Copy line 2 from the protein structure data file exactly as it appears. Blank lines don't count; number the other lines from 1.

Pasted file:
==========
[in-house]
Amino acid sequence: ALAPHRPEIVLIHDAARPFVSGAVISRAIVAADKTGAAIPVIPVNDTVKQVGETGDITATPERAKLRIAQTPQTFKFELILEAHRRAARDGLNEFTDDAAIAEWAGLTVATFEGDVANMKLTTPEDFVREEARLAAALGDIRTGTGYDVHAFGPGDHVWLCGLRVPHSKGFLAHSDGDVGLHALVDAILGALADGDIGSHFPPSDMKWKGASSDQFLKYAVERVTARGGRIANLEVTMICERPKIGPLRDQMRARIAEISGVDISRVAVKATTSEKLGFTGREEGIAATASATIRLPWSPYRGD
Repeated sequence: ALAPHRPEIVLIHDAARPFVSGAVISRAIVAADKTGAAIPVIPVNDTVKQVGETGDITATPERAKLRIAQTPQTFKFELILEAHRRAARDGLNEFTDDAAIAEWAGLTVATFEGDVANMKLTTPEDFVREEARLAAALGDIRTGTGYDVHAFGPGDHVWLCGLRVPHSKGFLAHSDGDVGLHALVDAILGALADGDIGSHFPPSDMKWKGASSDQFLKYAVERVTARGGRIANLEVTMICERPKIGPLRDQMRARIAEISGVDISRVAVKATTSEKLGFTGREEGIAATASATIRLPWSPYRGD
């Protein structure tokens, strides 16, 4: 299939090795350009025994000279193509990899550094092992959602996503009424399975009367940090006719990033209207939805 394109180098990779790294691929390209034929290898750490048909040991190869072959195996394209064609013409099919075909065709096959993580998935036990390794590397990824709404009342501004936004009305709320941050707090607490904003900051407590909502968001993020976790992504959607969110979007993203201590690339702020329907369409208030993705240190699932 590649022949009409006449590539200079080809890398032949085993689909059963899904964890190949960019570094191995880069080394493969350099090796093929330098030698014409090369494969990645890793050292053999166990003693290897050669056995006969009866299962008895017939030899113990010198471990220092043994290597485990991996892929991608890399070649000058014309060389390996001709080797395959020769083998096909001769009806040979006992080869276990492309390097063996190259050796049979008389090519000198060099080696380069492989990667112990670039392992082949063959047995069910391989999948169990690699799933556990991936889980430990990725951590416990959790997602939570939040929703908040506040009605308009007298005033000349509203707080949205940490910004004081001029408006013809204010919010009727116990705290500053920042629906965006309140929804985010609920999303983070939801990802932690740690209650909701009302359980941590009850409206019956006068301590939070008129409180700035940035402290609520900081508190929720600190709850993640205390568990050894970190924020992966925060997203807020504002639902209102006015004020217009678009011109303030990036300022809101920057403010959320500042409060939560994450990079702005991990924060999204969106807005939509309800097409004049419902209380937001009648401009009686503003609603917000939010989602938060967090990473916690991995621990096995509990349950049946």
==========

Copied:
Amino acid sequence: ALAPHRPEIVLIHDAARPFVSGAVISRAIVAADKTGAAIPVIPVNDTVKQVGETGDITATPERAKLRIAQTPQTFKFELILEAHRRAARDGLNEFTDDAAIAEWAGLTVATFEGDVANMKLTTPEDFVREEARLAAALGDIRTGTGYDVHAFGPGDHVWLCGLRVPHSKGFLAHSDGDVGLHALVDAILGALADGDIGSHFPPSDMKWKGASSDQFLKYAVERVTARGGRIANLEVTMICERPKIGPLRDQMRARIAEISGVDISRVAVKATTSEKLGFTGREEGIAATASATIRLPWSPYRGD